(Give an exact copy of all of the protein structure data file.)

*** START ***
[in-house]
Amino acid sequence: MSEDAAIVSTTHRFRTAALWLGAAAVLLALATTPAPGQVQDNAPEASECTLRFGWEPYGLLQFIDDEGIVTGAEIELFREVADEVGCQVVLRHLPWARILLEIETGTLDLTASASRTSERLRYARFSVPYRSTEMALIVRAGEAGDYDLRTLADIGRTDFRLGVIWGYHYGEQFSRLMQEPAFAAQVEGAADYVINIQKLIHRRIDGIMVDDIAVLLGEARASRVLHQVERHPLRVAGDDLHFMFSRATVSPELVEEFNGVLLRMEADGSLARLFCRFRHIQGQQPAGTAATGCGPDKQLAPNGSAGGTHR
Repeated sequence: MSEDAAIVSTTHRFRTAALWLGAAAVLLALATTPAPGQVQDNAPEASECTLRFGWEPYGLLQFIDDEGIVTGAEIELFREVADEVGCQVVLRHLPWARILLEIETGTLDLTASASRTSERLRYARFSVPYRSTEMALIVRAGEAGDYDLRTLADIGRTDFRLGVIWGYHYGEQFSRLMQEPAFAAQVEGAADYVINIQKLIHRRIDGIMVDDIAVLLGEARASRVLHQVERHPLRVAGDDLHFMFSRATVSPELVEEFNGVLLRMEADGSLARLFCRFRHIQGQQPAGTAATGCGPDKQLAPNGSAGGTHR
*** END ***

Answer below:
[in-house]
Amino acid sequence: MSEDAAIVSTTHRFRTAALWLGAAAVLLALATTPAPGQVQDNAPEASECTLRFGWEPYGLLQFIDDEGIVTGAEIELFREVADEVGCQVVLRHLPWARILLEIETGTLDLTASASRTSERLRYARFSVPYRSTEMALIVRAGEAGDYDLRTLADIGRTDFRLGVIWGYHYGEQFSRLMQEPAFAAQVEGAADYVINIQKLIHRRIDGIMVDDIAVLLGEARASRVLHQVERHPLRVAGDDLHFMFSRATVSPELVEEFNGVLLRMEADGSLARLFCRFRHIQGQQPAGTAATGCGPDKQLAPNGSAGGTHR
Repeated sequence: MSEDAAIVSTTHRFRTAALWLGAAAVLLALATTPAPGQVQDNAPEASECTLRFGWEPYGLLQFIDDEGIVTGAEIELFREVADEVGCQVVLRHLPWARILLEIETGTLDLTASASRTSERLRYARFSVPYRSTEMALIVRAGEAGDYDLRTLADIGRTDFRLGVIWGYHYGEQFSRLMQEPAFAAQVEGAADYVINIQKLIHRRIDGIMVDDIAVLLGEARASRVLHQVERHPLRVAGDDLHFMFSRATVSPELVEEFNGVLLRMEADGSLARLFCRFRHIQGQQPAGTAATGCGPDKQLAPNGSAGGTHR